What do skating, the original Chicago house scene, the 90s UK rave scene, and a boys choir all have in common? Not a whole lot really... but if you add them all together and add just a dash (or a whole lot) of irreverent humour, you’ll find the result is one of the biggest names in streetwear today.
Originally known as the Palace Wayward Boys Choir, the name originated from a squatter’s house (home to the OG Palace crew) in London right near the famous Southbank skatepark. As mates joined the group along the way, the name evolved and was eventually stripped back once again to be the brand that we all know and somewhat fear a roasting from today. With their earlier collections of clothing consisting of medusa-head rip-offs (famously worn by Rhi-Rhi) and double Cs from Chanel, Palace have pioneered their own distinguished no f*cks given attitude and transcended it into trend-setting design.
From his humble beginnings as an internet café–based skate blogger and videographer, Palace creator Lev Tanju has really been out here hustling. In an interview between Fergus Purcell (designer for Stussy, Marc Jacobs, and more) and Highsnobiety, it was revealed that Tanju approached the legendary illustrator with an already complete business plan, and the only missing piece was a logo. Soon after that, the instantly recognisable take on the impossible Penrose triangle was born. With some help from London skateboarding institution Slam City Skates, and a little brand called Supreme, the ruthless, hilarious and seemingly unprofessional skate-wear brand become the forefront of street fashion.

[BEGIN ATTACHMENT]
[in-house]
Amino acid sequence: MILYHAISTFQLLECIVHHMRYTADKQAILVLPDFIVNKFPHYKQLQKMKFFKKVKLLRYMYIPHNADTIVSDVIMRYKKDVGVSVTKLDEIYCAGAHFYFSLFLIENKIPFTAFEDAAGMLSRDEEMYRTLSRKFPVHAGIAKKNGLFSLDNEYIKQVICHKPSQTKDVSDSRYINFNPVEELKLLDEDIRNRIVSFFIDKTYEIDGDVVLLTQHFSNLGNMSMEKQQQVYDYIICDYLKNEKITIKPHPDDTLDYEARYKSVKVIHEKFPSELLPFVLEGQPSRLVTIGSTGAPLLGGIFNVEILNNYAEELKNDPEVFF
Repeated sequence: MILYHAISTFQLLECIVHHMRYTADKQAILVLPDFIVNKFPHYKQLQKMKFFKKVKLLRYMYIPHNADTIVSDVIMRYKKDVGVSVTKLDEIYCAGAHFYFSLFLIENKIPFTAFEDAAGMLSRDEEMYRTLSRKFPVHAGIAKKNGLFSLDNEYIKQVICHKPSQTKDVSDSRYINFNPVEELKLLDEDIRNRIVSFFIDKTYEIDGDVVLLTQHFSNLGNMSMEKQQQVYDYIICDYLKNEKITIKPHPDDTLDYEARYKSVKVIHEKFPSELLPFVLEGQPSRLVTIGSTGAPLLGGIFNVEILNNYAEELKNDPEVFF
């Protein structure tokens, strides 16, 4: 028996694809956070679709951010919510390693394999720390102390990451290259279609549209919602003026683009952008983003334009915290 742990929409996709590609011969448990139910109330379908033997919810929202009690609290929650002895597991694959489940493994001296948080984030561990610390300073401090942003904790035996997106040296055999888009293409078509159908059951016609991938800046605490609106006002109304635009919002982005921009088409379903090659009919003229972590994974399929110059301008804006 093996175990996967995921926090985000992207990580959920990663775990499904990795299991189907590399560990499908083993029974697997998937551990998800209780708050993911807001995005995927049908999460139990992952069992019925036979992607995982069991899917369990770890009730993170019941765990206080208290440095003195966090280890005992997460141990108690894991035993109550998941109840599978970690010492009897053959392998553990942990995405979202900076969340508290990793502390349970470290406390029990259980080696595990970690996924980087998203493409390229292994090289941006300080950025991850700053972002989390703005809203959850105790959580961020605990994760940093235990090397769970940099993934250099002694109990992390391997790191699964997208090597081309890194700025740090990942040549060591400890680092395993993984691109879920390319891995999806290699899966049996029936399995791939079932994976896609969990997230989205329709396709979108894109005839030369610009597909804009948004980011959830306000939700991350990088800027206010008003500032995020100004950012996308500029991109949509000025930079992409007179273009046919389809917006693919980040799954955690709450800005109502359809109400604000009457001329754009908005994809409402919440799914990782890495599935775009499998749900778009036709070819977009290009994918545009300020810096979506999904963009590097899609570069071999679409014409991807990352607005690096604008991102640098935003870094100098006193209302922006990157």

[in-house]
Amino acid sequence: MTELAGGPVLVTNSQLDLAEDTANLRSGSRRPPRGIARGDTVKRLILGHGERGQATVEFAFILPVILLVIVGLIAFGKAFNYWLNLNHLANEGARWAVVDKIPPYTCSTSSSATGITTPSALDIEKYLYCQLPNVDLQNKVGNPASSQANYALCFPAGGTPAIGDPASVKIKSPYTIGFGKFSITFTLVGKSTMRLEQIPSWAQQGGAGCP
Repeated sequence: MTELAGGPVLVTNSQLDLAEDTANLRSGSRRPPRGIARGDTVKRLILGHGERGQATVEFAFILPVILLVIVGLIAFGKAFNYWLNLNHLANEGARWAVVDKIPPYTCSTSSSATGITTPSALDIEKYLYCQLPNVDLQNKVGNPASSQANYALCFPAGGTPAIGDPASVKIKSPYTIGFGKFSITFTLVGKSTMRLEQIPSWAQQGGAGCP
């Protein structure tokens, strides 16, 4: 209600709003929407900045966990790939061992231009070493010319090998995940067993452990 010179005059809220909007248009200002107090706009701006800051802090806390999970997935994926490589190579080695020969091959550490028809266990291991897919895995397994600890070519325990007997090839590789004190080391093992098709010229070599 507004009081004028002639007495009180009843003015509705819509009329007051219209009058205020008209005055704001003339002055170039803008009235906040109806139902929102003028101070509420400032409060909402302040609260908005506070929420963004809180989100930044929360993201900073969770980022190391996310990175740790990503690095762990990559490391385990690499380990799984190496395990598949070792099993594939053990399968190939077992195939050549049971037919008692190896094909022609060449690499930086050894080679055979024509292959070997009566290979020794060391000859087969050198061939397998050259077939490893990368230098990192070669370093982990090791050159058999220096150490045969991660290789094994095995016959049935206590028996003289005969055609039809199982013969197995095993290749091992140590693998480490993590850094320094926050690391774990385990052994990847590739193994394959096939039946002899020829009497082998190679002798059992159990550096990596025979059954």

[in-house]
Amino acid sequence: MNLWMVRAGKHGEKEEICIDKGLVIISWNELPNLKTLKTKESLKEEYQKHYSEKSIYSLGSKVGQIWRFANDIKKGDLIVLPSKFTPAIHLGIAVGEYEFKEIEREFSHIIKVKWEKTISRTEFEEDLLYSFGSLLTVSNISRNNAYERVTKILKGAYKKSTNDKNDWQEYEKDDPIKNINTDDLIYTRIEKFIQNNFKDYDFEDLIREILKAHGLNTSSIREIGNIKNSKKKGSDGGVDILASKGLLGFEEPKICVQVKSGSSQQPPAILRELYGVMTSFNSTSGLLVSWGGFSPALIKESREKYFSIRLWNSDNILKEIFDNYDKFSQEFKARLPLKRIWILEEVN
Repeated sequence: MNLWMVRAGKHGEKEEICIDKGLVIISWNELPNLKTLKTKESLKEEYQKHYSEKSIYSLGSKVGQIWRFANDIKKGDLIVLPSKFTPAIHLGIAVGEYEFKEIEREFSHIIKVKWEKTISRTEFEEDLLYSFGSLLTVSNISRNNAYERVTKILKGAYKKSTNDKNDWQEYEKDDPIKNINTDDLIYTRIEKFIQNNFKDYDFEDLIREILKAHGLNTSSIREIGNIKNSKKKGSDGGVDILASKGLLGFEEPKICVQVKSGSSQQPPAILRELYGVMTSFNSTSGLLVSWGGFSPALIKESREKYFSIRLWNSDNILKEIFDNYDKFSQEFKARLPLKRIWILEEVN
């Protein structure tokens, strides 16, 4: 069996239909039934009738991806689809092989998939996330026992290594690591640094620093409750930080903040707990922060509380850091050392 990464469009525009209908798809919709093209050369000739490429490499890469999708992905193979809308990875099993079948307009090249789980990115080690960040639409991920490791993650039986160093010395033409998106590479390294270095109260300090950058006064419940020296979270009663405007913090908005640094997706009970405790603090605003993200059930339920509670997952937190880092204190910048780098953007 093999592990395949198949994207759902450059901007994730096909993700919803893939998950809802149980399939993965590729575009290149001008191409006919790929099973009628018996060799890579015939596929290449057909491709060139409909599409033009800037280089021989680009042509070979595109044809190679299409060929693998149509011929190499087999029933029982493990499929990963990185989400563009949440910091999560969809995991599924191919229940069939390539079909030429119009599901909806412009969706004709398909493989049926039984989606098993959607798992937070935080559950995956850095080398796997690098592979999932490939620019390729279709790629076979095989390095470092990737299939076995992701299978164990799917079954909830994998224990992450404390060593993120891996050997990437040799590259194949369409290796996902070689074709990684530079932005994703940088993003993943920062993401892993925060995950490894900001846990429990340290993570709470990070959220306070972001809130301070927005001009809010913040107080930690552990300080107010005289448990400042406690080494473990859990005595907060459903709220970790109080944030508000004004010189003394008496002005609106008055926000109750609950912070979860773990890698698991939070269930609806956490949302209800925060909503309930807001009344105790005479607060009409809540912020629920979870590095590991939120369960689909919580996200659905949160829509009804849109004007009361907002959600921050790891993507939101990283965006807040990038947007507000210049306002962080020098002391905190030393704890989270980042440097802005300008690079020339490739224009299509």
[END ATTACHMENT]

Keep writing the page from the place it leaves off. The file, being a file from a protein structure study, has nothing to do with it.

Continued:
The path that Palace skates has been unconventional, unpredictable, and extremely successful. The use of VHS-quality cameras in the 2010s seems ridiculous, placing Mitsubishi pressed contraband on t-shirts could be seen as questionable, and clapping back at customers on the Gram seems like a definite recipe for failure, yet, the London-based brand has people lining up all over the world to sell out garments in record times.
Founded in 2009, Palace has ollied higher and grinded further than many brands, and although their list of collaborators isn’t as long as some – it’s the quality that counts. In fact, the achievements on their wall would destroy any sort of cool-o-meter held against them. So far, they’ve had a Wimbledon champion don their adidas apparel, an internet-breaking collaboration with Ralph Lauren, and a launch party that Susan Sarandon attended. With such an impressive amount of accomplishments in a comparatively short amount of time, we’ve taken the time to bring you a list of their footwear collaborations.